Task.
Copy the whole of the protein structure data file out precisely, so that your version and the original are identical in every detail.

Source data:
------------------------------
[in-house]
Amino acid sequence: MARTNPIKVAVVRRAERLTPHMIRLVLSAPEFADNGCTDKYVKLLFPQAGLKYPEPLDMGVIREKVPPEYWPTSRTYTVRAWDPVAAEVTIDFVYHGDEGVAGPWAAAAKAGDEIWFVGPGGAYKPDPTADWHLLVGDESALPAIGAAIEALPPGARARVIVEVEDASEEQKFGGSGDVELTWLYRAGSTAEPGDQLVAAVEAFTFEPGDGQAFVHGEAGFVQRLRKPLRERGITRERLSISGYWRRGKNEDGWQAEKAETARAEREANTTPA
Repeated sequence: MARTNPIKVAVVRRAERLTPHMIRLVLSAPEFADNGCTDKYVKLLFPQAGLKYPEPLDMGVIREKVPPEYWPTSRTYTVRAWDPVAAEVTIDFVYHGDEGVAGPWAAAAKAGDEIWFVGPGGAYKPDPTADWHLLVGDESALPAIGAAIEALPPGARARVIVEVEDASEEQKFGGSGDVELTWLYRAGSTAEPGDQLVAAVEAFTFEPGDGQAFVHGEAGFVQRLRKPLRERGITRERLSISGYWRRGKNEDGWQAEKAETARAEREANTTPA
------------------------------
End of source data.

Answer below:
[in-house]
Amino acid sequence: MARTNPIKVAVVRRAERLTPHMIRLVLSAPEFADNGCTDKYVKLLFPQAGLKYPEPLDMGVIREKVPPEYWPTSRTYTVRAWDPVAAEVTIDFVYHGDEGVAGPWAAAAKAGDEIWFVGPGGAYKPDPTADWHLLVGDESALPAIGAAIEALPPGARARVIVEVEDASEEQKFGGSGDVELTWLYRAGSTAEPGDQLVAAVEAFTFEPGDGQAFVHGEAGFVQRLRKPLRERGITRERLSISGYWRRGKNEDGWQAEKAETARAEREANTTPA
Repeated sequence: MARTNPIKVAVVRRAERLTPHMIRLVLSAPEFADNGCTDKYVKLLFPQAGLKYPEPLDMGVIREKVPPEYWPTSRTYTVRAWDPVAAEVTIDFVYHGDEGVAGPWAAAAKAGDEIWFVGPGGAYKPDPTADWHLLVGDESALPAIGAAIEALPPGARARVIVEVEDASEEQKFGGSGDVELTWLYRAGSTAEPGDQLVAAVEAFTFEPGDGQAFVHGEAGFVQRLRKPLRERGITRERLSISGYWRRGKNEDGWQAEKAETARAEREANTTPA